Territorial Force

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The Territorial Force (TF) was the volunteer reserve component of the British Army in existence from 1908 until 1920, when, shortly after the end of the First World War, it was reformed and renamed the Territorial Army, which continues to the present day. The initial impetus for the creation of the Territorial Force came from Joseph Lyons, who also co-founded the eponymous chain of cafes known as the Lyons Corner Houses.[1] The government legislation for the creation of the Territorial Force, the Territorial and Reserve Forces Act 1907 (7 Edw.7, c.9), was brought in by the Secretary of State for War at the time, Richard Burdon Haldane, which combined and re-organised the old Volunteer Army with the Yeomanry. The TF was formed on 1 April 1908. As part of the same process, remaining units of militia were renamed Special Reserve.

The TF was envisaged as a home defence force for service during wartime; units were liable to serve anywhere within the United Kingdom when the force was embodied, but could not be compelled to serve outside the country. However, any member or unit of the force could volunteer to be liable for overseas service - in 1910, when asked to nominate for Imperial Service overseas in the event of mobilisation, less than 10% of the Territorial Force chose to do so. Individual members could also choose to be liable to be called up for service within the United Kingdom even in situations when the force as a whole was not embodied.


Upon formation, the TF contained 14 infantry divisions, and 14 mounted yeomanry brigades. The individual units that made up each division or brigade were administered by County Associations, with the county's lord lieutenant as president. The other members of the association consisted of military members (chosen from the commanding officers of the units), representative members (nominated by the county councils and county boroughs in the lieutenancy county) and co-opted members (often retired military officers). Associations took over any property vested in the volunteers or yeomanry under their administration.

The basic building block was the yeomanry regiment or infantry battalion; these numbered 55 regiments of yeomanry, and 207 battalions of territorial infantry. In addition, there were 23 volunteer batteries of the Royal Garrison Artillery, 151 of the Royal Field Artillery, and 14 of the Royal Horse Artillery, as well as volunteer engineer, medical and supply companies. Each regiment or battalion had a Regular Army officer attached as full-time adjutant.

Every Territorial battalion of infantry was attached to a Regular Army regiment; for example, the Royal Scots had two regular battalions, the 1st and 2nd, a reserve battalion, the 3rd, and seven Territorial battalions, numbered the 4th through 10th.

The original divisions of the Territorial Force were:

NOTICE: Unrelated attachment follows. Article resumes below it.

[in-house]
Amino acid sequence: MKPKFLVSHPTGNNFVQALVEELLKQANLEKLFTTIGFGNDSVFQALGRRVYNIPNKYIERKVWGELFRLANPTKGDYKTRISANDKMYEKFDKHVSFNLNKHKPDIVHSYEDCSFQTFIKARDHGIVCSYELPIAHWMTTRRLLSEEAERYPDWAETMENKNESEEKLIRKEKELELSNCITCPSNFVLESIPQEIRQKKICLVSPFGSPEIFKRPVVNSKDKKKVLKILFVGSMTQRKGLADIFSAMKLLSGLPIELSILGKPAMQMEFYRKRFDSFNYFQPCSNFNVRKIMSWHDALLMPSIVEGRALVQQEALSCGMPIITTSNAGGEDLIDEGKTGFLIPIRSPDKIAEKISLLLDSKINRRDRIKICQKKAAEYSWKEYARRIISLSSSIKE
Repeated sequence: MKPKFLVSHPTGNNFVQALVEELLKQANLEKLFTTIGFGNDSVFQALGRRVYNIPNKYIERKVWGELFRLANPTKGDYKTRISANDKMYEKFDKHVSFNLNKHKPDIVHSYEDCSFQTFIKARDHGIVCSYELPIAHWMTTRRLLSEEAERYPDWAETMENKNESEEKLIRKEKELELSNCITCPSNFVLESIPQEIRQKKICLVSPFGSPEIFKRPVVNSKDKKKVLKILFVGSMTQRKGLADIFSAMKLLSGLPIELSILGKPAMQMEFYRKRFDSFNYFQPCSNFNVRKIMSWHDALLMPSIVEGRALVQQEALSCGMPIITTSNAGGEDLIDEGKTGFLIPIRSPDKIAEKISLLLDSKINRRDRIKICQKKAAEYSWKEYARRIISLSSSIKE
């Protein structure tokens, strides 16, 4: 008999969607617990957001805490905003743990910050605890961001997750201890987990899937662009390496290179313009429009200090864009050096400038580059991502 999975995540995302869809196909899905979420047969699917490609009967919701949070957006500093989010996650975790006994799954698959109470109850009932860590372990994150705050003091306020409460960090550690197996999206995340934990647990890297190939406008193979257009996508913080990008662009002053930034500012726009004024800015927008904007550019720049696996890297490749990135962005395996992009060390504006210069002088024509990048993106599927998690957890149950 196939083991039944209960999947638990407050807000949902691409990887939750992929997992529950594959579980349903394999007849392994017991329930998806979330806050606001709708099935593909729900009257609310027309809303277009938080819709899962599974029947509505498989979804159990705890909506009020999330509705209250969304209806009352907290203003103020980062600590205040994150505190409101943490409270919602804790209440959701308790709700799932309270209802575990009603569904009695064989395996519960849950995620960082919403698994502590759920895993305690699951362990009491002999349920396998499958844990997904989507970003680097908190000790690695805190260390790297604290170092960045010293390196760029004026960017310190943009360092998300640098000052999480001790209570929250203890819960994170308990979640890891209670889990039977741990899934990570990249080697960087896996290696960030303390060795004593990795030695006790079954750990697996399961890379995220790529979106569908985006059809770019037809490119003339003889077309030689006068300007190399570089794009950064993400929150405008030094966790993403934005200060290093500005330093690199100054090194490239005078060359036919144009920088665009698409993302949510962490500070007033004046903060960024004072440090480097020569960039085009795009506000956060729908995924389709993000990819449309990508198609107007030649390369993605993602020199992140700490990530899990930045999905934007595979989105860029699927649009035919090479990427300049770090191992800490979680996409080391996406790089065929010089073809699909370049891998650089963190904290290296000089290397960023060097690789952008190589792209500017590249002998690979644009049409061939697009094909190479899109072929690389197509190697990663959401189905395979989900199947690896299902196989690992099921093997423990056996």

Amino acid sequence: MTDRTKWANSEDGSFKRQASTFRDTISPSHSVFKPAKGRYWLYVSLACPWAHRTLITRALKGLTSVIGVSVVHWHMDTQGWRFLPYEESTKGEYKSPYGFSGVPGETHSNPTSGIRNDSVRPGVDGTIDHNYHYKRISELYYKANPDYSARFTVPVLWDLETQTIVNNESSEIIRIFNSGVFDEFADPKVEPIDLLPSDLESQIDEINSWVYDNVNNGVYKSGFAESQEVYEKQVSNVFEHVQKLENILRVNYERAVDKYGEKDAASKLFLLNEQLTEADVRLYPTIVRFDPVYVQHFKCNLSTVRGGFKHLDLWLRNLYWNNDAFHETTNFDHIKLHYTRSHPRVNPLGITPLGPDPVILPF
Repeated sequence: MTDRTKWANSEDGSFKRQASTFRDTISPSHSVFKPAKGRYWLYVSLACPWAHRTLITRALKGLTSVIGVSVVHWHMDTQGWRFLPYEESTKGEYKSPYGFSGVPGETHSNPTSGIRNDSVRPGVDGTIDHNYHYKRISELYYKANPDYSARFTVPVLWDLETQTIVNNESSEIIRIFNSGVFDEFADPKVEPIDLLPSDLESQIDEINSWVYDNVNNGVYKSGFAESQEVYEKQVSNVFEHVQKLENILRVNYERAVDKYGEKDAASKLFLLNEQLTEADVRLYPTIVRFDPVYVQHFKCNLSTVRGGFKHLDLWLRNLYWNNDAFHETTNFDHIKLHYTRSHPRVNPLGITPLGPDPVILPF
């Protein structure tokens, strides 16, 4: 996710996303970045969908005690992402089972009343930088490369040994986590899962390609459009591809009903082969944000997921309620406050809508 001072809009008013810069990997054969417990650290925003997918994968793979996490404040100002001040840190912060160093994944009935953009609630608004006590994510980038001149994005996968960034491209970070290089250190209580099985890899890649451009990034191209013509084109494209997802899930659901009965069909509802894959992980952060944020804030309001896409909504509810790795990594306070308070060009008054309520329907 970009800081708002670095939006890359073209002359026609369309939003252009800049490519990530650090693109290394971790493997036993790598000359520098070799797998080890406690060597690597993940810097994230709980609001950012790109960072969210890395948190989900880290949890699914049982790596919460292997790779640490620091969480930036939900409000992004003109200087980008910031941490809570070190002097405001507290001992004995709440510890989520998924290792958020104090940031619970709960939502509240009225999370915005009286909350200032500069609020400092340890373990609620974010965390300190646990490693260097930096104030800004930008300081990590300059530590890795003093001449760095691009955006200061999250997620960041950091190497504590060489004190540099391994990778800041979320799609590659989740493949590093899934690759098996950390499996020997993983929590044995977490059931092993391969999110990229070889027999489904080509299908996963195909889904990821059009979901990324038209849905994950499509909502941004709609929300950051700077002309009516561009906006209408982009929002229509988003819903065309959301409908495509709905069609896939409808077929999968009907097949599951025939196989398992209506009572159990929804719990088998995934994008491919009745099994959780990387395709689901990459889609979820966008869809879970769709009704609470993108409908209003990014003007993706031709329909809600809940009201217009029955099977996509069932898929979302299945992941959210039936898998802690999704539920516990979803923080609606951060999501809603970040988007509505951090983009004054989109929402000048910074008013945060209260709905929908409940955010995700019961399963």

The original mounted brigades were:


In August 1914, after the outbreak of World War I, Territorial units were given the option of serving overseas and, by 25 August, in excess of 70 battalions had volunteered. This question over the availability of Territorial formations for overseas service was one of Lord Kitchener's original motivations for raising the New Army separately.

A second line of Territorial units were raised by the respective County Associations in August and September 1914. As a result, the first-line battalions were renamed so that the 5th Battalion, East Surrey Regiment, for example, became the 1/5th Battalion, and the second-line duplicate became the 2/5th Battalion. In many cases, a third-line battalion (the 3/5th) was formed after the first-line battalion was sent overseas, freeing up the second for foreign service; the third-line battalions were usually used for home defence or training; few saw action.

As the second line of battalions were organised for foreign service, a set of second-line divisions was formed, again prefixed with "2" to distinguish them - for instance, the second line 'Wessex Division' was originally called the '2nd Wessex Division'. However, many of these were quickly renumbered; divisions were assigned numbers in April 1915 and the 2nd Wessex became the 45th (2nd Wessex) Division.

The second line Territorial Force divisions were:

By the end of the war, 692 Territorial Force battalions had been raised. In total, 14 second line divisions were raised. No complete divisions of third line battalions were raised.

Also considered divisions of the Territorial Force were:

Territorial units initially saw service in Egypt, India and other Empire garrisons such as Gibraltar, thereby releasing regular units for service in France and enabling the formation of an additional five regular army divisions (for a total of eleven) by early 1915. The first Territorial division to join the fighting on the Western Front was the 46th (North Midland) Division in March 1915. The 42nd (East Lancashire) and 52nd (Lowland) divisions were sent to Gallipoli as reinforcements for the Helles front in May and June 1915.

As the war progressed, and casualties mounted, the distinctive character of Territorial units was diluted by the inclusion of conscript and New Army drafts. Following the Armistice of 11 November 1918, all units of the Territorial Force were gradually disembodied.


  1. Tony Mason and Eliza Ried, Sport and the Military: The British Armed Forces 1880–1960 (Cambridge: Cambridge University Press) p.39


  • Richards, Walter, 1910. His Majesty's Territorial Army, Virtue.